Our Puny Little Minds Can’t Imagine the Climate We Have, Much Less the One that’s Coming
When people hear “global warming,” they interpret it within the bounds of what they understand as normal.
“Two degrees Celsius? Oh, okay, so our current weather, just a little warmer? Sounds lovely.”
That would be great, if it were true, but even after the claxon call that was 2021, people fail to imagine what is really coming.
Scratch that — we can’t even imagine what’s already happening around us right now.
Forget winter, spring, summer and fall. Forget orderly storms pushed by a comfortingly familiar jet stream.
2021 was a taste of the randomness increasingly being visited upon us. The western US went from extreme drought to flooding rains…and then right back to a high pressure dome into which no moisture could fall. Meanwhile, the eastern US was pummeled by massive storm after massive storm. Unprecedented flash floods are not unprecedented anymore. They happen too often to feign surprise.
Two degrees Celsius means you can’t count on anything anymore. You will sear under unrelenting heat for weeks at a time, then suddenly be flooded with rain. For the western US, it means that the idea that winter follows fall isn’t a sure thing — subtropical air may raise the snow levels so much that there is no snow, no matter how high up in the mountains you go.
Imagine a world where you live half the year in a dessert where it is too hot to go outside, then spend six months inside a frothing rainstorm with violent floods and landslides. One half of the year is a dead calm without a hint of breeze to dissipate the oppressive heat. The other half of the year sees violent windstorms as low pressure systems roll ashore. The usual cycles wherein plants die back in the fall and then regrow in the spring is continually interrupted, as warm spells arrive at the wrong time and where peak temperatures are too high for the varieties of plants growing where you are. Annual rain totals seem normal, but the dry stretches are so long that plants wither and die waiting for the water to arrive. You can’t plan on reaping any crop you sow — it may very well not survive the heat of summer. That happened at a mass scale in 2021, and yet, we act as if the old cycles still rule.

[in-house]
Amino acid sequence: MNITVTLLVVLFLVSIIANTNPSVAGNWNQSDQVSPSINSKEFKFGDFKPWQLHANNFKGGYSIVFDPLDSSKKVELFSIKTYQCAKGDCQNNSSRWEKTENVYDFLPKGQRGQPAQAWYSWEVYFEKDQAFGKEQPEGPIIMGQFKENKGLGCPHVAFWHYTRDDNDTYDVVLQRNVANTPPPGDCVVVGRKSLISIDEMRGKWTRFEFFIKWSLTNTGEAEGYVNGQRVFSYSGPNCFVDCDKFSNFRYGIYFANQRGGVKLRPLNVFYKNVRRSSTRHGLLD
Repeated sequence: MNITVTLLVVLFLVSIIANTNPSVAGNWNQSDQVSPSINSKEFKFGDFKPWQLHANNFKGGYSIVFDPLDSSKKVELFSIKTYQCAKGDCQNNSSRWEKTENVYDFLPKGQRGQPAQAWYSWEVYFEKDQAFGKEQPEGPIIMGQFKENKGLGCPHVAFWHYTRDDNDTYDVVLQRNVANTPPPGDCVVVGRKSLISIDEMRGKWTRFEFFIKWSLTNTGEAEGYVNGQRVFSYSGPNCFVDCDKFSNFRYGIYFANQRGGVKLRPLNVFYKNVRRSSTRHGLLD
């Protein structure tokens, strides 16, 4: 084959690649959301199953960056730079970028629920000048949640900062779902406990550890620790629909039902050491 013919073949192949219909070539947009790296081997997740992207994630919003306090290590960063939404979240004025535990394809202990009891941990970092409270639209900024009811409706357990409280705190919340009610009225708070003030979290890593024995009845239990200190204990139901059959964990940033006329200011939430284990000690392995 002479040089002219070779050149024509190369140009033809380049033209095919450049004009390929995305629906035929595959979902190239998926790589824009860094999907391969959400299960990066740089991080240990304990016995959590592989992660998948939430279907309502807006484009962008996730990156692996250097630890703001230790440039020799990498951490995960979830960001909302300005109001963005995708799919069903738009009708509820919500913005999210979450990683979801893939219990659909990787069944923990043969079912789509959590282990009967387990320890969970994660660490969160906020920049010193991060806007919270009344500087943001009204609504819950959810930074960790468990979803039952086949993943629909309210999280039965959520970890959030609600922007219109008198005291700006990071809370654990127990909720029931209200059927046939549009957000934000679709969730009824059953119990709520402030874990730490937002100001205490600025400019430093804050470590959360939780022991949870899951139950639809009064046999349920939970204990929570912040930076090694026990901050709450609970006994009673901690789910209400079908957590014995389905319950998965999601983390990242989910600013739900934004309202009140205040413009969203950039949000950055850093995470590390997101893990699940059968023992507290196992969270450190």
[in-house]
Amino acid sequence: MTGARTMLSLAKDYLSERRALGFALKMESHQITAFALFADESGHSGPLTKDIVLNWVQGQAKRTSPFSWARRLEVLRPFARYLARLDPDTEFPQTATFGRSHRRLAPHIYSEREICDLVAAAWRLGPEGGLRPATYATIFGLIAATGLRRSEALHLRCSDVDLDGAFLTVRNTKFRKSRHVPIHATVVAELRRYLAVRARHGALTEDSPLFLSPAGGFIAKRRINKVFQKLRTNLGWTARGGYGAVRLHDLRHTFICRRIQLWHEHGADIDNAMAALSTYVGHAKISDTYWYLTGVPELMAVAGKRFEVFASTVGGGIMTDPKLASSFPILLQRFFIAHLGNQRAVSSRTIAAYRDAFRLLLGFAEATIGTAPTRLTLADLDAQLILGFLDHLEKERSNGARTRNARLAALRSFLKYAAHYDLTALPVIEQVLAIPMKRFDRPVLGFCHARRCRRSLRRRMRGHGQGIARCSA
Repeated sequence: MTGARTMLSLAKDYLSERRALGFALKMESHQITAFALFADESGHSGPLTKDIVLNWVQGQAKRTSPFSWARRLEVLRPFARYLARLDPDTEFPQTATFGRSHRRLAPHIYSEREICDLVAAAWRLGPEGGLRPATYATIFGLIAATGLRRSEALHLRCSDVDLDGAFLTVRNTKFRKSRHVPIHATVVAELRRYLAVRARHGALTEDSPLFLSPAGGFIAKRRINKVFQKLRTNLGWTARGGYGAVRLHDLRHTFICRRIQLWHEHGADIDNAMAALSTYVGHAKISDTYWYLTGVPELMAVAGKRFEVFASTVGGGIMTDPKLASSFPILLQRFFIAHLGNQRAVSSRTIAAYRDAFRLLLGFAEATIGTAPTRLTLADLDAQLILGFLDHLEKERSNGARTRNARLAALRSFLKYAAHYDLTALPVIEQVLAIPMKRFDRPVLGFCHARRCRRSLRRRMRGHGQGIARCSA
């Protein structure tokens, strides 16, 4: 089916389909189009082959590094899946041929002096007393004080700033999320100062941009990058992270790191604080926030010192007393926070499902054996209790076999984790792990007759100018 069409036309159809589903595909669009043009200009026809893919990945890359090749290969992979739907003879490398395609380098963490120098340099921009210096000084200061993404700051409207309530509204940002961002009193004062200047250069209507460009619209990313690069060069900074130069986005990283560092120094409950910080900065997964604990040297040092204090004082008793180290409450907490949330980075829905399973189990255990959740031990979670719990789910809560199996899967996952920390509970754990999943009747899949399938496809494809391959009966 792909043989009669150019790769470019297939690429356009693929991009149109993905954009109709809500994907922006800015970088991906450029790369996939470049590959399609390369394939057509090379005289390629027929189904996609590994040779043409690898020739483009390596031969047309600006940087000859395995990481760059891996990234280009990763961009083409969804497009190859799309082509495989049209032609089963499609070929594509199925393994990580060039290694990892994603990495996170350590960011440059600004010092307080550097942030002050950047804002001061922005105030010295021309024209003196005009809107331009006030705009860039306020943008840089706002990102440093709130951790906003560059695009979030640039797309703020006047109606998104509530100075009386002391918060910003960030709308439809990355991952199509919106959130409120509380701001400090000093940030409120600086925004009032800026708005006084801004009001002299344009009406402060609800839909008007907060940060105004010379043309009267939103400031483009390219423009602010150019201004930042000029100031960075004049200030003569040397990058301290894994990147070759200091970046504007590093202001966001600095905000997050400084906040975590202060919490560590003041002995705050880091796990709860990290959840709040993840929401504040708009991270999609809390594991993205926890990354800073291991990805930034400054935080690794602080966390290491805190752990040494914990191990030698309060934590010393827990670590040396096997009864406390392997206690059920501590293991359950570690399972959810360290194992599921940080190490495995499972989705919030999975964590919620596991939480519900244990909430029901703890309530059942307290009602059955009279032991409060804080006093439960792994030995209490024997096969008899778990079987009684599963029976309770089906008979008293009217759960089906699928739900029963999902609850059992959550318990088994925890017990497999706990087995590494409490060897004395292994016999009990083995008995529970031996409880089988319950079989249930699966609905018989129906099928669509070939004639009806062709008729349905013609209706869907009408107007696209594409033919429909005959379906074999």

Our minds have a superpower of preserving a sense of normalcy so that we can go about our daily lives. I’m sure it was useful when you had to fight your way through temporary disasters not of your own making. You couldn’t let Vesuvius erupting prevent you from taking care of your livestock and family, now could you? The ability to pretend everything’s going to be okay was vitally important.
Now, that same superpower will do us in, as we tell ourselves that the natural processes we ultimately rely on are still functioning, when in fact they’re falling apart.
That’s what’s in store for us. It’s what is largely already here